Memories 726 "The glow of festal torches—the blaze of perfumed lamps—the bonfires that had been kindled for him, when he was the darling of the people—the splendor of the royal court, where he had been the peculiar star…."Hawthorne: "The Antique Ring." Memories of past glories. RayS.

Memories 794 "The past, dismal as it seems, shall fling no gloom upon the future; to give it its due importance, we must think of it as an anecdote in our eternity." Hawthorne: "Egotism; Or, the Bosom-Serpent." Make bad memories anecdotes in our eternal life. RayS.

Memories 273 "The things we remember best are those better forgotten." Gracian. 1647. Gross, ed. Oxford Book of Aphorisms. We can't forget those bad memories. RayS.

Monday, February 23, 2009

Quotes: Medicine (5)

Medicine 254 " …it was in a way a very merciful death—though slow—for it was without pain, turning from a fitful fever into an unconquerable laziness strange to see in the busy natives of the lake shore; it passed, this death, from lethargy into a ridiculous sleepiness that made the mouths of the Negroes fall open while they ate; it went at last from such a drowsiness into a delicious coma—no waking from this!—and into a horrible unnatural coldness that merged with the chill of the grave…African sleeping sickness…a few years it had killed hundreds of thousands of the people of Uganda, it had sent brave missionaries to meet their God, and English colonial administrators home to their final slumber." DeKruif, Microbe Hunters. Vivid description of a slow death. RayS.

Medicine 7 "Yossarian was in the hospital with a pain in his liver that fell just short of being jaundice…doctors were puzzled by the fact that it wasn’t quite jaundice; if it became jaundice they could treat it." Heller, Catch-22. That's all right. If doctors don't treat what's wrong with you, they will find something they can treat. For example, high blood pressure. RayS.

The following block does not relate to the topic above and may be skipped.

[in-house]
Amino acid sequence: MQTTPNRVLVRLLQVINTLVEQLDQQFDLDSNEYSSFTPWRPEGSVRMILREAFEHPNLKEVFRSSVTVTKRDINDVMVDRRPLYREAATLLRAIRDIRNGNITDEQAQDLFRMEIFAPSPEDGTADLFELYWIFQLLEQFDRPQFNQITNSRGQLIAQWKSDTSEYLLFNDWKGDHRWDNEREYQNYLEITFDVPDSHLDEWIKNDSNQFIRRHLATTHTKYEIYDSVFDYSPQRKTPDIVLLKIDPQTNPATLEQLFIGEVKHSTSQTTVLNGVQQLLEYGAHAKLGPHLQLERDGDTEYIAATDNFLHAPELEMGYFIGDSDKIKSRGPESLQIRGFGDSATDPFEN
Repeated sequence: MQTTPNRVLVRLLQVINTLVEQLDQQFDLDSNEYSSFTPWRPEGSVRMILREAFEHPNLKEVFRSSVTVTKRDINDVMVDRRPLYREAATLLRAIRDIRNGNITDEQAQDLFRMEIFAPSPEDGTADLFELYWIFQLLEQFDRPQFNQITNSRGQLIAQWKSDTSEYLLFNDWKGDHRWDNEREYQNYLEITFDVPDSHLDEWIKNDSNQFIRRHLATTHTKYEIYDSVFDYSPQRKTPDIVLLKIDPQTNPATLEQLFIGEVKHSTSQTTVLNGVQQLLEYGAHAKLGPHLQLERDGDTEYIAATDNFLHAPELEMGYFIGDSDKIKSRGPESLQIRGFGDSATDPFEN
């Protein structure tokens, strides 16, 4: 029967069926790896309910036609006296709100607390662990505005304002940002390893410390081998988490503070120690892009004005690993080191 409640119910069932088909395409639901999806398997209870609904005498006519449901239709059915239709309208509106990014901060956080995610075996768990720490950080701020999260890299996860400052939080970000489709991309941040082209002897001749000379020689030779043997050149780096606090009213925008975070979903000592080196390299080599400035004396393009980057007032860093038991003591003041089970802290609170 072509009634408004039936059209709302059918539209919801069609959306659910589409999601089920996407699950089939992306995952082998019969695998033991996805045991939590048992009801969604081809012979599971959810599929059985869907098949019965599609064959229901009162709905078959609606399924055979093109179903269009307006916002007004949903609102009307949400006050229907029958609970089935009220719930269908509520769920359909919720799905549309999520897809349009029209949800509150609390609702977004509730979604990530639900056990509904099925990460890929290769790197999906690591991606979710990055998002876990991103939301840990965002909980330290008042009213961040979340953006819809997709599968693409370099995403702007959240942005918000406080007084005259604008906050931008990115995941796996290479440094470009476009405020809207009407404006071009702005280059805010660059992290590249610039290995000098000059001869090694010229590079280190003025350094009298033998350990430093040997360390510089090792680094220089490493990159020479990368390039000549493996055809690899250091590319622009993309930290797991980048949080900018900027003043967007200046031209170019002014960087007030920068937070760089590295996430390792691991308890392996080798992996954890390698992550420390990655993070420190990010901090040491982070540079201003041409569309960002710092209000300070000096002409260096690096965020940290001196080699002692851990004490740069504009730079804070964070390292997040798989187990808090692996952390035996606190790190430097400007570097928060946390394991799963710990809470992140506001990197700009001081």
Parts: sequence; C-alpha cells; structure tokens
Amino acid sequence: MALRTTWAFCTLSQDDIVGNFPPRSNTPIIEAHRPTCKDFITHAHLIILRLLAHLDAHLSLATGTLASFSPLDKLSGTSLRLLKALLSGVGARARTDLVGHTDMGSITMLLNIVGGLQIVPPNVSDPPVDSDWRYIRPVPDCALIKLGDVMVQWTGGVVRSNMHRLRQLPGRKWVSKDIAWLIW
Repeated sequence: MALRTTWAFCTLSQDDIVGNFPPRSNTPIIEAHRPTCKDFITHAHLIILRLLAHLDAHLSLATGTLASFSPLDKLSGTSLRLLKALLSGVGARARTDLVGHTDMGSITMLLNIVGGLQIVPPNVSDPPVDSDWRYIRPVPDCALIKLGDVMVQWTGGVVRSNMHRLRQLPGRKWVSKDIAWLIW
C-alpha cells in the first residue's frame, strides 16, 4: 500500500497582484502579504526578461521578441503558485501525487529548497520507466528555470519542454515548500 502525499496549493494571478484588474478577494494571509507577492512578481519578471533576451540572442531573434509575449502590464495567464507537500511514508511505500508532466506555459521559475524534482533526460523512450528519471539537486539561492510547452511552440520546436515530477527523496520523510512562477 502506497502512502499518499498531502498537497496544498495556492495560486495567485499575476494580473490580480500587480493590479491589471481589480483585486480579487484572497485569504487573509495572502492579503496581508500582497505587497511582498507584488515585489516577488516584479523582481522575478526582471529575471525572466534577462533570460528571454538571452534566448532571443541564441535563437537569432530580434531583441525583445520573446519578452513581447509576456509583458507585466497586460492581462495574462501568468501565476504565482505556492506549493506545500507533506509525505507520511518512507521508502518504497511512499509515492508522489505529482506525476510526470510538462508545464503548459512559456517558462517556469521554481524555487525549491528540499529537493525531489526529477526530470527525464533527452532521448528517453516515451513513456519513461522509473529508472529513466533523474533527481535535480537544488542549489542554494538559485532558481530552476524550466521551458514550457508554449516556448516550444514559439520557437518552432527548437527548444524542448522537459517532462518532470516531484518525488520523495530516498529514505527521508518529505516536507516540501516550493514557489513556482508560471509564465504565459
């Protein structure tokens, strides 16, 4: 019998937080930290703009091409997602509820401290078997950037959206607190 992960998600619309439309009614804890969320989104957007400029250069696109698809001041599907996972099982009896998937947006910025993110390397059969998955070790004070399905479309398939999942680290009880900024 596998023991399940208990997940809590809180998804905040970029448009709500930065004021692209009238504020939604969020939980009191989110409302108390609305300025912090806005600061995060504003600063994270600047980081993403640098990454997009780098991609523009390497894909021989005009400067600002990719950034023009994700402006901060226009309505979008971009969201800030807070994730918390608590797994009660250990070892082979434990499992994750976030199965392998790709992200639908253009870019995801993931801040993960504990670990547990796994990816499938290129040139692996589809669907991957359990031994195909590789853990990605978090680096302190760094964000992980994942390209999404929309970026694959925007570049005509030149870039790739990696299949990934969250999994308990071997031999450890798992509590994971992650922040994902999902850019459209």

Medicine 33 "Their names were Gus and Wes and they had succeeded in elevating medicine to an exact science: all men reporting on sick call with temperatures above 102 were rushed to the hospital; all those…reporting on sick call with temperatures below 102 had their gums and toes painted with gentian violet solution and were given a laxative…all those reporting on sick call with temperatures of exactly 102 were asked to return in an hour to have their temperatures taken again." Heller, Catch-22. That's what's known as a complete and foolproof system. Probably as useful as any other methods doctors use. RayS.

Medicine 178 "One of the things he wanted to start screaming about was the surgeon’s knife that was almost certain to be waiting for him and everyone else who lived long enough to die." Heller, Catch-22. If you live long enough you will face surgery sometime in your life. RayS.

Medicine 179 "It’s not my business to save lives, Doc Daneeka retorted sullenly…all they ever told me was to uphold the ethics of my profession and never give testimony against another physician." Heller, Catch-22. A doctor's training. Doctors don't cure. They make patients sick. RayS.

Medicine 343 "There are so many ways for me to get killed, Yossarian commented, and you had to find one more." Heller, Catch-22. Doctors can put a label on any kind of death. But the usual scapegoat is "hole in the heart." RayS.

Friday, February 20, 2009

Quotes: Medicine (4)

Medicine 103 Robert Koch: "I hate this bluff that my medical practice isn’t because I do not want to save babies from diphtheria...but mothers come to me crying--asking me to save their babies--and what can I do?--grope... fumble... reassure them when I know there is no can I cure diphtheria when I do not even know what causes it, when the wisest doctor in Germany doesn’t know." DeKruif, Microbe Hunters. On what doctors don't know. RayS.

Medicine 103 "...but meanwhile the Moujiks of desolate towns in Russia were still warding off scourges by hitching four widows to a plow and with them drawing a furrow round their villages in the dead of night--and their doctors had no sounder protection to offer them." DeKruif, Microbe Hunters. Will today's medical practices be any sounder? RayS.